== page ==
Not understanding their revenue streams and what they entail to scale the business


If you have a goods based business, you're going to need inventory and with time, employees to help you scale your orders. Quickbooks makes it easy to track inventory in real-time and will even give you “low stock” alerts so you can easily avoid back orders.

Tax Forms

Quickbooks also makes managing contractors easy. If you're unsure if someone is a 1099 or W2 they have a helpful quiz to figure it out. Then you'll know how to enter the person into your system and either way they make keeping track of their end of year forms for taxes easy.

Time tracking

Quickbooks also offers a super powerful time tracking solution that's integrated with your Google Calendar. Honestly, this is so powerful from tracking your own billable time to employees or contractors time you need to pay them for that it could be an entire post on it's own! Keeping in mind that most of the solopreneurs reading this are probably service based I'll share solely from that perspective (it's what I do too!). Essentially you use the Invoice to Google Calendar app to easily track your billable hours in your Quickbooks account.

All you do is go into your Quickbooks account, find the event in your google calendar events, and then add the event to your invoice! Trust me, this is one of my BIGGEST pet peeves I have with the contractors I've hired over the years – really poor invoicing. If you're billing someone for your time, you must be prepared to show a breakdown of that time. Never send someone an invoice that says “3 hours” with no description of services or dates. I have fired many contractors for this because as someone who has had to track my time to get paid, it's really obvious when invoice hours are fudged.

If you have a service based business, you'll need to think about what your potential customers/clients are going to want from you. I think Quickbooks has you covered on everything that someone could potentially want from you though.

To protect my own business privacy, I'm using sample data from a faux company

Scrambling at tax time

Remember how I said most of the solopreneurs I talk with about finances proudly proclaim they “set up a spreadsheet!” – Yeah, those are the same ones who are scrambling at tax time! I'm really stressing this: but you need an actual accounting software like Quickbooks! Aside from tracking your income versus expenses throughout the year; it'll make your life a lot easier come tax time. If you're working with an accountant, you can add them to the system so they can go in and do what they need to do. If you're doing your taxes yourself, you'll have everything categorized and tracked from your end of week check-ins. They'll also make it easy to run an 1099's or other tax forms you're going to need for filing.

Tax deductions essentially put money back in your pocket – so you really don't want to be a chaotic mess for this. Quickbooks automatically sorts business expenses into the right deduction categories to maximize your deduction. They also have a “track mileage” feature which has help their users deduct an average of over $7,000 annually using their software and their phones GPS. Lastly, you can easily keep track of all your receipts by just snapping a photo and Quickbooks will automatically match and categorize it for you. Being a solopreneur can be expensive (hello health insurance!) but it doesn't have to be if you're actually taking advantage of the proper write-offs.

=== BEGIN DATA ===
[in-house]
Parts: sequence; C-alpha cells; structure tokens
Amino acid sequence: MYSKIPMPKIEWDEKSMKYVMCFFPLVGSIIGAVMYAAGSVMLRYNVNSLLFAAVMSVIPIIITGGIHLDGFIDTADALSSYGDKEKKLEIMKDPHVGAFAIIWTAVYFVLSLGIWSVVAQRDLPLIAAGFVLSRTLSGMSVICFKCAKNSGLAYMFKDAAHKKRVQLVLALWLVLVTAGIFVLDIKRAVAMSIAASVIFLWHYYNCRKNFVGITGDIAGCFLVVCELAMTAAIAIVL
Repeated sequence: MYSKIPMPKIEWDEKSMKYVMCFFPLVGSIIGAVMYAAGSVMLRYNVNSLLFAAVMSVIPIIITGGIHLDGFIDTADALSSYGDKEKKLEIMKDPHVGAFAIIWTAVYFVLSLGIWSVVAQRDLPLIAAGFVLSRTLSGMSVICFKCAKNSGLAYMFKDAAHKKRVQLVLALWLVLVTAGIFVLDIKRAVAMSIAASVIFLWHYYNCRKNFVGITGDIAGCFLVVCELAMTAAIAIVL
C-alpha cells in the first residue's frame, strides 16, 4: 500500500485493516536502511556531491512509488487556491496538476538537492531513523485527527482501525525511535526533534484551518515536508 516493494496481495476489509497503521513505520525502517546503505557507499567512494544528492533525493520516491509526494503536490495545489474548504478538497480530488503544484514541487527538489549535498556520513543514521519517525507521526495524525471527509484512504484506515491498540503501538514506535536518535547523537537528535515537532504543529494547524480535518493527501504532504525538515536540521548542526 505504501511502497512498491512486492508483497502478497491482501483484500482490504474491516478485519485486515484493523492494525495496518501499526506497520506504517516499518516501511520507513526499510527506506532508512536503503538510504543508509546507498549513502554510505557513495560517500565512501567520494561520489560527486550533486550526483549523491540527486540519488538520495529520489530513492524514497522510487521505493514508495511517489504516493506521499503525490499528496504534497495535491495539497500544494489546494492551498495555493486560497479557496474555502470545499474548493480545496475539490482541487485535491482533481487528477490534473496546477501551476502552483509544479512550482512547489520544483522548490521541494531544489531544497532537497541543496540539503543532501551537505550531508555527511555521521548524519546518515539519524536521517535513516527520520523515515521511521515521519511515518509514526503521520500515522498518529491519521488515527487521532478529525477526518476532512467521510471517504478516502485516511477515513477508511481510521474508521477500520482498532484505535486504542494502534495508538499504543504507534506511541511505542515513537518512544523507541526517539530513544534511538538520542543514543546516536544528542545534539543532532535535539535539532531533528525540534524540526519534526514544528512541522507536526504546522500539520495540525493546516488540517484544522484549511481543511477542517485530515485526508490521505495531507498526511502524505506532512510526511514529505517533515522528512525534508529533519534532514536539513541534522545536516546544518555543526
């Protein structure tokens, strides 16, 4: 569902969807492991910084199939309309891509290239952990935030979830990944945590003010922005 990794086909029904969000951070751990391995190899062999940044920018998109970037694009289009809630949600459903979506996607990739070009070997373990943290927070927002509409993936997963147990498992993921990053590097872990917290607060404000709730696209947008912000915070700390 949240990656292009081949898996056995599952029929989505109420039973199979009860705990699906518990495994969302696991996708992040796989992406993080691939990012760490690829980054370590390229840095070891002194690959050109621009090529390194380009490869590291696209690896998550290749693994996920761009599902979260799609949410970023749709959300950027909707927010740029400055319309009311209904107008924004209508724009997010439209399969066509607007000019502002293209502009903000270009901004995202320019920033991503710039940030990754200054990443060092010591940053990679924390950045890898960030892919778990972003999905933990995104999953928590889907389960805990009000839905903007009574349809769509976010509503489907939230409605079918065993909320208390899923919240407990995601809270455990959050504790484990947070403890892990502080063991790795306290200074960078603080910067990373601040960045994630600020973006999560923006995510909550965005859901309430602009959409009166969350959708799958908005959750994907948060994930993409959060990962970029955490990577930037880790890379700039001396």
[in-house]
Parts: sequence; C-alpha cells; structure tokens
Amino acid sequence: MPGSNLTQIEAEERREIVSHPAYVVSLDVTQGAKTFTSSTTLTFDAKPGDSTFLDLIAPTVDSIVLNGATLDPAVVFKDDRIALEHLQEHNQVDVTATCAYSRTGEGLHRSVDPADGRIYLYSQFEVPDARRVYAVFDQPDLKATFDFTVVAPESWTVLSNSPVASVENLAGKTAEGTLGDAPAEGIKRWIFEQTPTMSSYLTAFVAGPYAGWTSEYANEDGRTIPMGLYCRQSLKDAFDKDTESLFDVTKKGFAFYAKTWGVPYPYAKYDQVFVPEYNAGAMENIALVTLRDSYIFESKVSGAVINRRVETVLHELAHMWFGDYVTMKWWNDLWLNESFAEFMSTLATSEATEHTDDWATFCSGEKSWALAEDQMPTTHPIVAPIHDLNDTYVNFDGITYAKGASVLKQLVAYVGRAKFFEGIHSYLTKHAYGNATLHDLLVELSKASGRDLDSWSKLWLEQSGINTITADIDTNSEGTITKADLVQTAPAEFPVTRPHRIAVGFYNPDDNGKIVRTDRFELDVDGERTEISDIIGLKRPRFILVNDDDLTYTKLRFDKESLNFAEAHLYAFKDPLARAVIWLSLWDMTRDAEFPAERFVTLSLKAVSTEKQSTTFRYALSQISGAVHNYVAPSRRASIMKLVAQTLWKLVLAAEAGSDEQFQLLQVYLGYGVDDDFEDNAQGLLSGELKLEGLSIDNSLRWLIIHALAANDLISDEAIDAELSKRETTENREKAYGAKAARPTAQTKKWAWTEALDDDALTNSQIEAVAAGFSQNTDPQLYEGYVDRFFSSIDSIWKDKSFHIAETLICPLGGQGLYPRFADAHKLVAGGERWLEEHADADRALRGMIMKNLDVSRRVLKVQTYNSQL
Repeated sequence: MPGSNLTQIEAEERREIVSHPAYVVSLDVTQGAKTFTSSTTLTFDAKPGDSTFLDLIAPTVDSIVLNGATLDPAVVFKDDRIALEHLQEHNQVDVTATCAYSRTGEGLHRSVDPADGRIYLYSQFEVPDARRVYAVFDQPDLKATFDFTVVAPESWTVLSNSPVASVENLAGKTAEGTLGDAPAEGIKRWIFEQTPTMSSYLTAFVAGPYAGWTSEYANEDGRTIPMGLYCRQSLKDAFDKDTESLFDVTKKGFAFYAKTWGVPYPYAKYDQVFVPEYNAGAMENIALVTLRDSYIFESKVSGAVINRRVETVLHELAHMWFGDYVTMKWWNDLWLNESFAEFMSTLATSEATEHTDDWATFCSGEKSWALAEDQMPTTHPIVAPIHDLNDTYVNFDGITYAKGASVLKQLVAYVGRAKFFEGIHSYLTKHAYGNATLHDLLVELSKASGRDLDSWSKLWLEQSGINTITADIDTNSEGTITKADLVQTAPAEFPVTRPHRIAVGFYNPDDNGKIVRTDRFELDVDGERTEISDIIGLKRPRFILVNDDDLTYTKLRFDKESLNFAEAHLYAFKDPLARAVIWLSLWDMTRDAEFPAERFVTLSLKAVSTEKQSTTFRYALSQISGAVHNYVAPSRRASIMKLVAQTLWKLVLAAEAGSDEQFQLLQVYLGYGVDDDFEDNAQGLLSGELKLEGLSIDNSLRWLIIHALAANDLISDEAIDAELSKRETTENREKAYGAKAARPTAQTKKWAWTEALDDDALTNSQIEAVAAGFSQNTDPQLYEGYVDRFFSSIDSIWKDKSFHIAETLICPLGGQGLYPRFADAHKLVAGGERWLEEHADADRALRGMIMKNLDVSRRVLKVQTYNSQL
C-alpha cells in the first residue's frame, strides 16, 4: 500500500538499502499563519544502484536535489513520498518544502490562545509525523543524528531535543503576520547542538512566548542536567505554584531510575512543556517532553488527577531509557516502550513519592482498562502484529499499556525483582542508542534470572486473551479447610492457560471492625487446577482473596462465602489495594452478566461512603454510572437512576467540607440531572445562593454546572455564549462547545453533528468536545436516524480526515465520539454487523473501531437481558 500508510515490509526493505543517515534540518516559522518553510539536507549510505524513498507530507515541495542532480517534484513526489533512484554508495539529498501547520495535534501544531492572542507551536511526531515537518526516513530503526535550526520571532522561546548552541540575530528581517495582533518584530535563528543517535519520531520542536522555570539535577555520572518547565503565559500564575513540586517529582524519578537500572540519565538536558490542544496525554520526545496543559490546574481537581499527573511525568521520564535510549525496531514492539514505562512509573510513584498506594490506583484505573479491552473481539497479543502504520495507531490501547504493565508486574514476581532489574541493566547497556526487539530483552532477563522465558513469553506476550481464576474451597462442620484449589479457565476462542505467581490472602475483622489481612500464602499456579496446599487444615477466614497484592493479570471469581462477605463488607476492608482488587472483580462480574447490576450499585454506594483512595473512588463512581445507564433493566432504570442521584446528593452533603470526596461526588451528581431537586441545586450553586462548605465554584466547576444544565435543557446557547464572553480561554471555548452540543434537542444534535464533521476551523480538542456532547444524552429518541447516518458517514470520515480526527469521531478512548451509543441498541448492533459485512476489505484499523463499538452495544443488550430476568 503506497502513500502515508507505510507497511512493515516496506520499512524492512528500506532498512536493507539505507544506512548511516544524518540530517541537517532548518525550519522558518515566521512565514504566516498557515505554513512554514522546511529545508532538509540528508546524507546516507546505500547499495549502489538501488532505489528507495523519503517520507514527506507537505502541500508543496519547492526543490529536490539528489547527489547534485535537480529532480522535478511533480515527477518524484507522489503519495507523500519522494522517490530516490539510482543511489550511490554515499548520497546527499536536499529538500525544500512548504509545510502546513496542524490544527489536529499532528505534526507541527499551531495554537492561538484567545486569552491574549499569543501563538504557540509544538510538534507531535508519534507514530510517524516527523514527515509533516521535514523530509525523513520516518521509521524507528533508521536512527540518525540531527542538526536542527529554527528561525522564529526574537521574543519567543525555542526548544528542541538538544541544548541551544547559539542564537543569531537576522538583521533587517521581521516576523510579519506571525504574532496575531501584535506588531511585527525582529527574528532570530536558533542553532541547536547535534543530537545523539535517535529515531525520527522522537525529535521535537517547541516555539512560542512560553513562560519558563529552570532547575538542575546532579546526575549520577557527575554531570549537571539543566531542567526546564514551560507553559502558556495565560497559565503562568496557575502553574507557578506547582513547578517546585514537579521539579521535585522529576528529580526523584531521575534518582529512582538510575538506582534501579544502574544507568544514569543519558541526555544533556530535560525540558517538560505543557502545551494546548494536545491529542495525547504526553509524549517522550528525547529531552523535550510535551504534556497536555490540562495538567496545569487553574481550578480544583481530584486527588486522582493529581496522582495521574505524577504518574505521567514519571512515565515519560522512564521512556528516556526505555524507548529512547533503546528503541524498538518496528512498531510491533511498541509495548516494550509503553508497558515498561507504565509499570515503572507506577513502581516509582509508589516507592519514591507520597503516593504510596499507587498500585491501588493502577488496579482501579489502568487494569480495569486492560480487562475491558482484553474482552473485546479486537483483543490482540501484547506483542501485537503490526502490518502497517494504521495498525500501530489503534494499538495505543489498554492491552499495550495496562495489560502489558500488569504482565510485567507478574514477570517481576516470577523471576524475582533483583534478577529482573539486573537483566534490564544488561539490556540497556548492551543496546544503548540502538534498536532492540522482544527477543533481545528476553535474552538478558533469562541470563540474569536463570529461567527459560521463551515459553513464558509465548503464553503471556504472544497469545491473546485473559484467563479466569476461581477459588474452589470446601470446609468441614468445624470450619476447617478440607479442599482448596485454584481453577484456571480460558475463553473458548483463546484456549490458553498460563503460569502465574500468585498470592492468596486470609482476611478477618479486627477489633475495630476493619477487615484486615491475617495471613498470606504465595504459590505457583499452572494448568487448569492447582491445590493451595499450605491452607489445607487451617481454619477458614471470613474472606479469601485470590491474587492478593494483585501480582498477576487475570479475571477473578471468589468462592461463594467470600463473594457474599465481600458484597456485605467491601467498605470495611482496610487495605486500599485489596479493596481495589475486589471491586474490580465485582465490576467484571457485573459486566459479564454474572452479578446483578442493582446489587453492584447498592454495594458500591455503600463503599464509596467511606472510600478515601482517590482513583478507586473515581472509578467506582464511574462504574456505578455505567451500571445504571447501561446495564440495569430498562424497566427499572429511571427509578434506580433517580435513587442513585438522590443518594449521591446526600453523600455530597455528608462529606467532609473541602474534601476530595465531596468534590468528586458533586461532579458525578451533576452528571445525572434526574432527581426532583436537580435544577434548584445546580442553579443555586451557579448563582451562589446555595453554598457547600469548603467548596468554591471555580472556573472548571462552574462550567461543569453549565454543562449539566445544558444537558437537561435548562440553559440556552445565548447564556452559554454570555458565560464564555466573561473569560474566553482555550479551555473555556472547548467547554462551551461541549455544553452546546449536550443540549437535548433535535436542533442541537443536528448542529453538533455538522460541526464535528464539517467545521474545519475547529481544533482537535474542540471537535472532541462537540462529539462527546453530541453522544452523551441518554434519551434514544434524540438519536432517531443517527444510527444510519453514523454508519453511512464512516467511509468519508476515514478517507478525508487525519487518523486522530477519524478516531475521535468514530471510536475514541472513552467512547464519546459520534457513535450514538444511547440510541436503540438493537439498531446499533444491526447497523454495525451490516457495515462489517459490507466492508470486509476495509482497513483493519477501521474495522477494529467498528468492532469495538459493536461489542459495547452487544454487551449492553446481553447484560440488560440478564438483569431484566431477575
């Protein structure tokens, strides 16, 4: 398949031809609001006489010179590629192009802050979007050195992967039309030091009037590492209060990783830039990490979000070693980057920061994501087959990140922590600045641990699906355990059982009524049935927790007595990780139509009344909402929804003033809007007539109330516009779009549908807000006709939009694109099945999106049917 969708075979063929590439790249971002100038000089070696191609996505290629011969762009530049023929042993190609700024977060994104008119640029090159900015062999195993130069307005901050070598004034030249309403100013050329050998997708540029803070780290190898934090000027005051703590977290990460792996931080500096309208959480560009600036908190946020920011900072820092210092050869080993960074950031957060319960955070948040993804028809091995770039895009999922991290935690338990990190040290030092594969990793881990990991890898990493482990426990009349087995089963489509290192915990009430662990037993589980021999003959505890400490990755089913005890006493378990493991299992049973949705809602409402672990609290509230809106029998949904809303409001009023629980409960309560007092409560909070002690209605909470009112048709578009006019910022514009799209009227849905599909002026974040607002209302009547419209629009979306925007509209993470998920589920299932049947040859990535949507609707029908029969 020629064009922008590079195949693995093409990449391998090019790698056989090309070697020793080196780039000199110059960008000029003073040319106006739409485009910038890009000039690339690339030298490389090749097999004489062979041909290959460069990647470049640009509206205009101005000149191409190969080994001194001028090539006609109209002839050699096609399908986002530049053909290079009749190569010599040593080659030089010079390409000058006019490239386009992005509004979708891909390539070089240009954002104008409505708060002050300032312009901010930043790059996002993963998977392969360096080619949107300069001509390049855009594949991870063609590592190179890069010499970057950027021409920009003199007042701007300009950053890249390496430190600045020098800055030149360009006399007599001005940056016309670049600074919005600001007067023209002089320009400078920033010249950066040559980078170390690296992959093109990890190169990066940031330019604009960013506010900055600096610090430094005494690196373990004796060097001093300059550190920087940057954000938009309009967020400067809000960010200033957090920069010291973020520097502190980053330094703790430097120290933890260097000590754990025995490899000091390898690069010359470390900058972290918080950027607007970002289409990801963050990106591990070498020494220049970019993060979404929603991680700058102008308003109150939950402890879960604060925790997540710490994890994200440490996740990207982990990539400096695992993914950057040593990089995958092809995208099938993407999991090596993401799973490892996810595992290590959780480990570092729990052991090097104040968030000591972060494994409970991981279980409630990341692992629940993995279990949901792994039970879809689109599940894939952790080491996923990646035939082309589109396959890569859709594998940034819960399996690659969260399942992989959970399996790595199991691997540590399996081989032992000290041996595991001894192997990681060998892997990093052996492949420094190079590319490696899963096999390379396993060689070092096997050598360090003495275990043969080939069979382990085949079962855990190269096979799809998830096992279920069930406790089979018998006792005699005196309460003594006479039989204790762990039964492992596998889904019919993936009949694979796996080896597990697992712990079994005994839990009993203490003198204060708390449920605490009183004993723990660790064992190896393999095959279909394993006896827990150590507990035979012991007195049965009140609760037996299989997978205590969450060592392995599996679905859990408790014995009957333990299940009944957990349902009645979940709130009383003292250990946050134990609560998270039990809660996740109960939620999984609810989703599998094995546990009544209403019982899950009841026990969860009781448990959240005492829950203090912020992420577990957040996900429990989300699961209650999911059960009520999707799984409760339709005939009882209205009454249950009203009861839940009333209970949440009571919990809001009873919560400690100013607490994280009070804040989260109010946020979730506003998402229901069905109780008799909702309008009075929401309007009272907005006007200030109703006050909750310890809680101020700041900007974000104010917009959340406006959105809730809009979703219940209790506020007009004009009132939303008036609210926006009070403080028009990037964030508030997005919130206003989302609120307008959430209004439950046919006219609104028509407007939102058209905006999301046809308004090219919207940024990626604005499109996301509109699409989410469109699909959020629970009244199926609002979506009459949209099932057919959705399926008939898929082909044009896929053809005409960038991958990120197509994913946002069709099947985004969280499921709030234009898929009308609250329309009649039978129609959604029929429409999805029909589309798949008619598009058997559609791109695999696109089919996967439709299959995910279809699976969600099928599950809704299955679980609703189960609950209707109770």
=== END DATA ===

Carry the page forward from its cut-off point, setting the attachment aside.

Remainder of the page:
Never turning off

It's easy to get caught up in the “hustle” mindset. We rationalize and tell ourselves, “well if I'm not working I'm not making money,” and in turn make it nearly impossible to “shut off.” Here's the thing though: you are not a machine. You can only do so much before your work will begin to suffer. You need to tune into your unique work-flow and find balance. Otherwise, you'll reach burn out, want to throw in the towel, and may end up disappointing your customers or clients in the process with sloppy work product.

Make sure each day you are carving out time to take care of yourself physically, spiritually, and emotionally. You may still be working 16 hour days while carving out that “self-care” time and that's okay, if you're actually thriving. Take note when you start getting complaints, feel resentful, or people keep coming up to you saying you're not yourself any more. Turn inward and course correct accordingly.

Which of these mistakes are you making?

Or what would you add to the list?!

Here's a list of The 7 Biggest Mistakes I See New Solopreneurs Make:

  1. Focusing on perfection rather than done

  2. Don't know where their money is going

  3. Not knowing how they’ll accept payment or invoice

  4. Hate being challenged

  5. Not understanding their revenue streams and what they entail to scale the business

  6. Scrambling at tax time

  7. Never turning off